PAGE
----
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Buttons Are Art at New York City Gallery


“A Harlem Hangover,” by Beau McCall is on display for 'The Button Show' at the Rush Arts Gallery in New York City. (AP Photo/Frank Franklin II)

“A Harlem Hangover,” by Beau McCall is on display for 'The Button Show' at the Rush Arts Gallery in New York City. (AP Photo/Frank Franklin II)


No one can deny that buttons are an important clothing device.

But, can they rise to the level of art? Organizers of an exhibit in New York City think so.

Peter "Souleo" Wright organized "The Button Show," at Rush Arts Gallery in the Chelsea neighborhood of Manhattan. Eleven artists used the small, ordinary objects to create sculptures, portraits and wearable art. Some of the works are political, some are personal and others are just fun.

Curator Peter “Souleo” Wright poses for a portrait at the Rush Arts Gallery for The Button Show, Jan. 20, 2016, in New York.

Curator Peter “Souleo” Wright poses for a portrait at the Rush Arts Gallery for The Button Show, Jan. 20, 2016, in New York.

Wright said each artist reimagines and repurposes the buttons to make art. "What I tried to do with this show," he said "was look at artists who were elevating that level of craft."

He said he wanted the button art to be comparable to a painting "because of the amount of detail and precision in the work.”

Artist Beau McCall produced "A Harlem Hangover." It looks like a wine bottle that fell over on a table. A stream of connected red buttons hang over the side, like wine flowing down. Similar red buttons form a small pool on the floor.

McCall layers buttons of different shapes and sizes to create the bottle. The stitching that holds them together is also part of the artistic design.

For San Francisco-based artist Lisa Kokin, buttons are highly personal. She said her father was an upholsterer. After he died in 2001, she created a portrait of him using only buttons. That memorial to her father led to other button portraits, including those of activists Rosa Parks and Cesar Chavez.

Kokin also makes button sculptures. A sculpture of her dog Chico is among the works in the show. She first built a structure of wire. Then she covered it in old and new buttons. She connects them all with thread.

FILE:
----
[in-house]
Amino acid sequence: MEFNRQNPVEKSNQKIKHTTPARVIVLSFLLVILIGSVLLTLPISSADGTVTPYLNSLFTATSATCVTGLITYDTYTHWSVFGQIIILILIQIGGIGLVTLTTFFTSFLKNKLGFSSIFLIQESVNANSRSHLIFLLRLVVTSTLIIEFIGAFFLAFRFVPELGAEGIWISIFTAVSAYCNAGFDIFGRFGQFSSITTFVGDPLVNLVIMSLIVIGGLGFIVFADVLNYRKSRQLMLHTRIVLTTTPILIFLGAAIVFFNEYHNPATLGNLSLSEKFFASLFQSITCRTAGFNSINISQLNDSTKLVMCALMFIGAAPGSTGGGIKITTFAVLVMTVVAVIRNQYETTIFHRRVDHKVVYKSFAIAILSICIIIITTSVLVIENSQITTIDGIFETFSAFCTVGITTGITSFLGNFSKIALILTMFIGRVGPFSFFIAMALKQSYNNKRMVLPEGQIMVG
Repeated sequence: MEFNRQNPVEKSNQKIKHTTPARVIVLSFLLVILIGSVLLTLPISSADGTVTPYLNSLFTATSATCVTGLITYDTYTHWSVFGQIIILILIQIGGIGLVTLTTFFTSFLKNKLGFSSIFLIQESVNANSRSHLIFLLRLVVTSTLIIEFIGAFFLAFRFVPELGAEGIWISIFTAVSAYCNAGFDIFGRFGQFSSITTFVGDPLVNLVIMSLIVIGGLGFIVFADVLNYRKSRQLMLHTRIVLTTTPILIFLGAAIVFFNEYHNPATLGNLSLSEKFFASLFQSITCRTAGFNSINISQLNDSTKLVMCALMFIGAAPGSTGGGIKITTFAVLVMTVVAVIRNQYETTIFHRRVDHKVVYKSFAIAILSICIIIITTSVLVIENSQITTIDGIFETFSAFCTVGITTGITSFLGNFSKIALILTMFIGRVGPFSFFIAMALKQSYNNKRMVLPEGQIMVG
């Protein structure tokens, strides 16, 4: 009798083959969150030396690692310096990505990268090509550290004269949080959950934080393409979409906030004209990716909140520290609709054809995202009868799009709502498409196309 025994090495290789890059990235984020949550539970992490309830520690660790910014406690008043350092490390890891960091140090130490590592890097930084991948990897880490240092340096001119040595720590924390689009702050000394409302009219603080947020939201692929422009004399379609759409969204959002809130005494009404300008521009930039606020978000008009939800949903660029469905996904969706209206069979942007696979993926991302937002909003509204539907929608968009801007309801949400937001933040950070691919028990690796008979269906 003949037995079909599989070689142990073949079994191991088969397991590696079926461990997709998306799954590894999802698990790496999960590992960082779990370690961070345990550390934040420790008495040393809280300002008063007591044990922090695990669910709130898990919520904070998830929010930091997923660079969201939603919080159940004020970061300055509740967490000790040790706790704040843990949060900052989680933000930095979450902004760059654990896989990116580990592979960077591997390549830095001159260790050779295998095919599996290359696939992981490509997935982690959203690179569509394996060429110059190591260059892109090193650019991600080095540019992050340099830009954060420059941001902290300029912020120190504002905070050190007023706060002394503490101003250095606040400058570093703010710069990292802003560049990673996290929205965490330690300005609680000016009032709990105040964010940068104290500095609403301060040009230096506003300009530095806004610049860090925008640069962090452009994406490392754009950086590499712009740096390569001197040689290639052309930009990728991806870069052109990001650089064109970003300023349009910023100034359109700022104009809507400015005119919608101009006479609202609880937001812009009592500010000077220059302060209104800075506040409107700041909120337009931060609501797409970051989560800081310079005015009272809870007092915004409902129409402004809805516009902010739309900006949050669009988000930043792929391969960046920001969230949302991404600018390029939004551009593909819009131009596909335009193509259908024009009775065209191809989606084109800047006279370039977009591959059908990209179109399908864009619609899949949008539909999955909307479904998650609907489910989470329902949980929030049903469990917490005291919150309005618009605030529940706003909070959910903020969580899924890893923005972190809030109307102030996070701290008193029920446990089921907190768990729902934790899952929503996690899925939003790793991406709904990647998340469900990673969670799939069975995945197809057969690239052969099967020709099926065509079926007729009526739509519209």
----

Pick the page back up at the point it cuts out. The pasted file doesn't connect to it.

Kokin said, "It is as though I am painting with buttons."

Others use buttons for details. Artist Amalia Amaki of Tuscaloosa, Alabama, placed them on and around old photographs. Los Angeles artist Camilla Taylor attached buttons to three large sculptures that look like headless animals with long, narrow legs.

"The Button Show" ends March 12. The Rush Philanthropic Arts Foundation paid for the exhibition. The foundation was created in 1995 by the Simmons brothers: artist Danny, hip-hop producer Russell and rapper Rev. Run. The foundation seeks to bring the arts to urban youth and to provide support for new artists.

I’m Caty Weaver.

The AP reported this story. Caty Weaver adapted it for VOA Learning English. Mario Ritter was the editor.

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Words in This Story

button – n. a small, usually round piece of plastic, glass, metal, etc., that is sewn to a piece of clothing and is pushed through a loop or hole to fasten one part of the clothing to another part

sculpture n. a piece of art that is made by carving or molding clay, stone, metal, etc.

portrait n. a painting, drawing, or photograph of a person that usually includes only the person's head and shoulders

elevate – v. to raise

precision – n. exactness or accuracy

upholsterer – n. a person whose work is to cover furniture with cloth, leather, etc.

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